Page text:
Iran newspaper cockroach cartoon controversy

Cartoon that started the controversy. The boy tries to address the cockroach using different forms of Soosk (Persian word for cockroach) and in one of the cartoons it answers Namana? (Turkish language for What?)
The cockroach also spoke in Persian.

The cockroach cartoon controversy of Iran newspaper arose over a cartoon, published in the Iranian holiday-magazine of Iran-e-jomee, drawn by the cartoonist Mana Neyestani, an ethnic Iranian Azeri.[1][2][3][4] The cartoon, published in the children's section of the newspaper on 12 May 2006, allegedly insulted the Azerbaijani people by depicting a child and cockroach speaking in Persian together. In the cartoon when the cockroach does not understand the child, he then decides to talk to the cockroach in an imaginary cockroach language (saying "soosoo soosking sisko sooski sooskung"). But the cockroach does not even understand its own language and replies by saying "namana?" ("what?"). Namana is a word which originates in the Azerbaijani language, but is sometimes used in the Persian-speaking population, too. In other sections of the cartoon, the cockroach goes back to speaking in Persian again (the second picture).[5]

Contents of the article

The article which the cartoons accompany is entitled "How to stop the cockroaches from making us into cockroaches?" It is a satirical article in a children's weekly newspaper. The text of the paragraph in image 1 is translated as follows:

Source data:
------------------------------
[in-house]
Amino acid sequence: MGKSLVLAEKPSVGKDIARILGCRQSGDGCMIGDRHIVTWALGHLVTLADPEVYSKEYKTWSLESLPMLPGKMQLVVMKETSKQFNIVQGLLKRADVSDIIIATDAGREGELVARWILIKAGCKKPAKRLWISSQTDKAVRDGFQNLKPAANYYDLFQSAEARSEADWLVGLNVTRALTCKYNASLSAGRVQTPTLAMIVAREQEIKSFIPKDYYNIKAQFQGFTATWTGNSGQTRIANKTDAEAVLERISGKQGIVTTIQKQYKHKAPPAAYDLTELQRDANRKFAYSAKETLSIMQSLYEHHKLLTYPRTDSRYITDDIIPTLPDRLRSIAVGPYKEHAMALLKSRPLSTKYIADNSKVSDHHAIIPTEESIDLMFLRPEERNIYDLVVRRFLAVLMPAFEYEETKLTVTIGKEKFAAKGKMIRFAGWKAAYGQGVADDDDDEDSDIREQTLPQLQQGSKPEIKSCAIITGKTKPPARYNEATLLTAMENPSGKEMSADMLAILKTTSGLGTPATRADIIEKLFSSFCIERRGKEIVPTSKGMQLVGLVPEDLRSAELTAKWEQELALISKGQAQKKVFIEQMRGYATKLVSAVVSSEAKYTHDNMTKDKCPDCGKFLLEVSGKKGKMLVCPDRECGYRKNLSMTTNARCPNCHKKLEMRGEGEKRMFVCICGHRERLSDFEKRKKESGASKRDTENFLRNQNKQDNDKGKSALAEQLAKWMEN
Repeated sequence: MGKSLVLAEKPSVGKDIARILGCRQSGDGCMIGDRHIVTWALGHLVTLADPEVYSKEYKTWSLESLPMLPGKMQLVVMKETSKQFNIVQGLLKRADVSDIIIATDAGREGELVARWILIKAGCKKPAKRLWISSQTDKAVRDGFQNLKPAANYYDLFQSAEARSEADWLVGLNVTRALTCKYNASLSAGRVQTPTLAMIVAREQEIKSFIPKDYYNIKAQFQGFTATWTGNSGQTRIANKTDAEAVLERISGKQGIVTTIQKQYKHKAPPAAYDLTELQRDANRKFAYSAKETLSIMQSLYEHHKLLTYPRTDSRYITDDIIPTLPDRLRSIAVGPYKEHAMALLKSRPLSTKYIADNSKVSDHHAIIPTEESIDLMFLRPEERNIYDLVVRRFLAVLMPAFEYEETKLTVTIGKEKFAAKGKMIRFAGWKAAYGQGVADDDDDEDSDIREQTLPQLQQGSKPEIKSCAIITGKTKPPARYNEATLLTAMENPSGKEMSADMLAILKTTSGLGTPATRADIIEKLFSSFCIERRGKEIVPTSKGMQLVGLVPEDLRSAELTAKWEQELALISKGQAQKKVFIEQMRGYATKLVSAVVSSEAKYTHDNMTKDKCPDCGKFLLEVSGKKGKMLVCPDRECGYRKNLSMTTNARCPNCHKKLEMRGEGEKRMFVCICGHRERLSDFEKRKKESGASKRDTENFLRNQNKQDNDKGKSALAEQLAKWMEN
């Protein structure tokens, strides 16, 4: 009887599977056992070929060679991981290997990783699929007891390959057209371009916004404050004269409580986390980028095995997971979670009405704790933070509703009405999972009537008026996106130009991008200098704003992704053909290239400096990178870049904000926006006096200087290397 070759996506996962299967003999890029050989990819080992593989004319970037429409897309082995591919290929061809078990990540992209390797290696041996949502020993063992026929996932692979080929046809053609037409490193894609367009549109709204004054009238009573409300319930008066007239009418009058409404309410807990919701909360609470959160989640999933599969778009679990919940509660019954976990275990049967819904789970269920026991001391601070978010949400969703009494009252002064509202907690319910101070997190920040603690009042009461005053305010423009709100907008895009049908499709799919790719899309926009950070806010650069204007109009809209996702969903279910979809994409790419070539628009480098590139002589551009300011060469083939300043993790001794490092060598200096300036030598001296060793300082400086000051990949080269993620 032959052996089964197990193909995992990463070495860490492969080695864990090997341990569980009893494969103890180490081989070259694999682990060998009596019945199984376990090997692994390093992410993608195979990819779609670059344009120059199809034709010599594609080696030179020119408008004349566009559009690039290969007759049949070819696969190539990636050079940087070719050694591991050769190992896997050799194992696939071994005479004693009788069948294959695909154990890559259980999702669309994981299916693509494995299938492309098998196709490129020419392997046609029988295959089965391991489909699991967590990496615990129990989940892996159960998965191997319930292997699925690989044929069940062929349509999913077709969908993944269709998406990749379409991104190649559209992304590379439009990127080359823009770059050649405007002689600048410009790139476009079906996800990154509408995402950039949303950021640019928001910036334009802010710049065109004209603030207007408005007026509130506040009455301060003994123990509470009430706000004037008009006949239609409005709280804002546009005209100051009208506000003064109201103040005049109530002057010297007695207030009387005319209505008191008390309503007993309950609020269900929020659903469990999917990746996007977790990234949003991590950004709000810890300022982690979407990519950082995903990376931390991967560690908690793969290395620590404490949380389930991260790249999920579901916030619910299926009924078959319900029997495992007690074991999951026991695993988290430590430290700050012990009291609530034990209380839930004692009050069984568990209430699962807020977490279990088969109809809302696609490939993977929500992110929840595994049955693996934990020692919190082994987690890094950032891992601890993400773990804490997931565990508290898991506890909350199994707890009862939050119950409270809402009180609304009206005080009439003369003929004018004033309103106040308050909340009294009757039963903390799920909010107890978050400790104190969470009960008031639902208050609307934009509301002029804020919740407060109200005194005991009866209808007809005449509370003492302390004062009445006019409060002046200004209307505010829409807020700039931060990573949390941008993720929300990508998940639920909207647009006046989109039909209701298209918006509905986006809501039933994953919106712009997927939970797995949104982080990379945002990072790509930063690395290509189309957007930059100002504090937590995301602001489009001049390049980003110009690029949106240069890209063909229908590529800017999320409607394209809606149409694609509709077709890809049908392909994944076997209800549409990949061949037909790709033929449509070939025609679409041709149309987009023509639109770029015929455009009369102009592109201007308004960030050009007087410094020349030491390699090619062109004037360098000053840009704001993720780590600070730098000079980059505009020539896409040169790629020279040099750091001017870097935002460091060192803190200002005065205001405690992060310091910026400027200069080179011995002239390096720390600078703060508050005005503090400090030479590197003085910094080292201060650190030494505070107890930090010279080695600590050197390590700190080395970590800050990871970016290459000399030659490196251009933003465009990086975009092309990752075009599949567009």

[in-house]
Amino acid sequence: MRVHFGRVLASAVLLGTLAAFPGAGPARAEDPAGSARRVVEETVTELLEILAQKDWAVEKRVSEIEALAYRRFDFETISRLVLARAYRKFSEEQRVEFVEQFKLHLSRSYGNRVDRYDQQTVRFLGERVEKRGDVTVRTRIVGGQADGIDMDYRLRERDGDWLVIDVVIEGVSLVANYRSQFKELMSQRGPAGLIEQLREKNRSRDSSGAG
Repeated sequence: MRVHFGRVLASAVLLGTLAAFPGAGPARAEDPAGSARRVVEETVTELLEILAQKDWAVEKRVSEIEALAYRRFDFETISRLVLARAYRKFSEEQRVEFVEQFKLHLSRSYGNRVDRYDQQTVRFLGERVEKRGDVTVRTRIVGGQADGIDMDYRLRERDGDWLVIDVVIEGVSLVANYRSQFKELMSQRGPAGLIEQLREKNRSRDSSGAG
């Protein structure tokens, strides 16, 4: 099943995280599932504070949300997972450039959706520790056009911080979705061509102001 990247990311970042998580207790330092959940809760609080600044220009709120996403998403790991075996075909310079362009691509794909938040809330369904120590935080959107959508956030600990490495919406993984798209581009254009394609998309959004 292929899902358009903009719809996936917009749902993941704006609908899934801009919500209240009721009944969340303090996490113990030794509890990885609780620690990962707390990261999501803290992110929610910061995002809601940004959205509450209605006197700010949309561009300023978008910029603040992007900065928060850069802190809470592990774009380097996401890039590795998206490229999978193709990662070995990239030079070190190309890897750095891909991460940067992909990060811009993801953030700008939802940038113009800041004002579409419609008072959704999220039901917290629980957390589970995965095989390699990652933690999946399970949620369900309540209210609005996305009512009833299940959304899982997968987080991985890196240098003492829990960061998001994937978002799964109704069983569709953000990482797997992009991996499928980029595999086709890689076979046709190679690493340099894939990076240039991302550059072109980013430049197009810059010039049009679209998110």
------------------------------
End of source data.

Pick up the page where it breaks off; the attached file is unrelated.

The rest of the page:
"First method: dialogue"

Some people believe that one should not resort to violence as an initial step, because that will just take all the fun out of the process. So we must first try to come to the table like civilized people and have a dialogue with the cockroaches. But the problem is that a cockroach cannot understand human language [i.e., reasoned argument]. And cockroach grammar is so difficult—nobody has yet discovered which of their verbs end in "ing"--that 80% of the cockroaches themselves do not know it and prefer to speak in other languages. When even the cockroaches do not understand their own language, how could you possibly understand it?! This is precisely why negotiations hit a dead-end and the sweet methodology of violence becomes a necessity!

The article's use of the key words "dialogue" (گفتمان) and "violence" (خشونت ورزی), plus discussions about problems understanding the language of the "cockroaches," can be interpreted as tacit references to the reformist's nomenclature in contrast to the language of the conservatives in Iran. The famous reformist motto "dialogue between civilizations", used by Iran's former president Mohammad Khatami, was a source of criticism among the intelligentsia, because they questioned how it could be possible to have such a dialogue between Iran and the western civilizations when it was not even possible to have a dialogue and mutual understanding between reformist and conservative Iranians.

In the cartoon, a child is speaking in "cockroach language" to a cockroach, but the cockroach replies "namana?" ("what?"). Namana is originally an Azeri word, but is also used in Persian. In other sections of the cartoon, the cockroach speaks in Persian. Following the publication of the piece, some Azeris found it insulting. They objected to the depiction of the cockroach as speaking Azeri and the insinuation that the Azeri-speaking cockroach "cannot understand human language."